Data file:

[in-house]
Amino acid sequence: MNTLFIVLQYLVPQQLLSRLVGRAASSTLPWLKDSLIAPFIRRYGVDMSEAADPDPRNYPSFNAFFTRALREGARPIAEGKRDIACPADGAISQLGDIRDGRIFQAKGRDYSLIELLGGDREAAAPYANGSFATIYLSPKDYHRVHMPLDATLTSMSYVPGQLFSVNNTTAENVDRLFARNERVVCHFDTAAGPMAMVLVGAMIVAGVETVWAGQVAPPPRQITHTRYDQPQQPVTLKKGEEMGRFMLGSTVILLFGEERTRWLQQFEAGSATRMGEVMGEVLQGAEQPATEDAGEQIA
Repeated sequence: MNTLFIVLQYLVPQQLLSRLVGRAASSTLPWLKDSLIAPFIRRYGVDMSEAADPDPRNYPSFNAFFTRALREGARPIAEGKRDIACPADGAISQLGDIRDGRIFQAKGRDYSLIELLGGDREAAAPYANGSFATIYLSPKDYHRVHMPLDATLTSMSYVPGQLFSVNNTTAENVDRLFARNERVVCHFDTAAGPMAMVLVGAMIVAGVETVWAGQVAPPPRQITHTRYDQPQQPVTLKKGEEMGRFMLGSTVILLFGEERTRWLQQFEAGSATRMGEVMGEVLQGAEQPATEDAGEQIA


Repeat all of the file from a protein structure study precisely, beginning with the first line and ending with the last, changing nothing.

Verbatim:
[in-house]
Amino acid sequence: MNTLFIVLQYLVPQQLLSRLVGRAASSTLPWLKDSLIAPFIRRYGVDMSEAADPDPRNYPSFNAFFTRALREGARPIAEGKRDIACPADGAISQLGDIRDGRIFQAKGRDYSLIELLGGDREAAAPYANGSFATIYLSPKDYHRVHMPLDATLTSMSYVPGQLFSVNNTTAENVDRLFARNERVVCHFDTAAGPMAMVLVGAMIVAGVETVWAGQVAPPPRQITHTRYDQPQQPVTLKKGEEMGRFMLGSTVILLFGEERTRWLQQFEAGSATRMGEVMGEVLQGAEQPATEDAGEQIA
Repeated sequence: MNTLFIVLQYLVPQQLLSRLVGRAASSTLPWLKDSLIAPFIRRYGVDMSEAADPDPRNYPSFNAFFTRALREGARPIAEGKRDIACPADGAISQLGDIRDGRIFQAKGRDYSLIELLGGDREAAAPYANGSFATIYLSPKDYHRVHMPLDATLTSMSYVPGQLFSVNNTTAENVDRLFARNERVVCHFDTAAGPMAMVLVGAMIVAGVETVWAGQVAPPPRQITHTRYDQPQQPVTLKKGEEMGRFMLGSTVILLFGEERTRWLQQFEAGSATRMGEVMGEVLQGAEQPATEDAGEQIA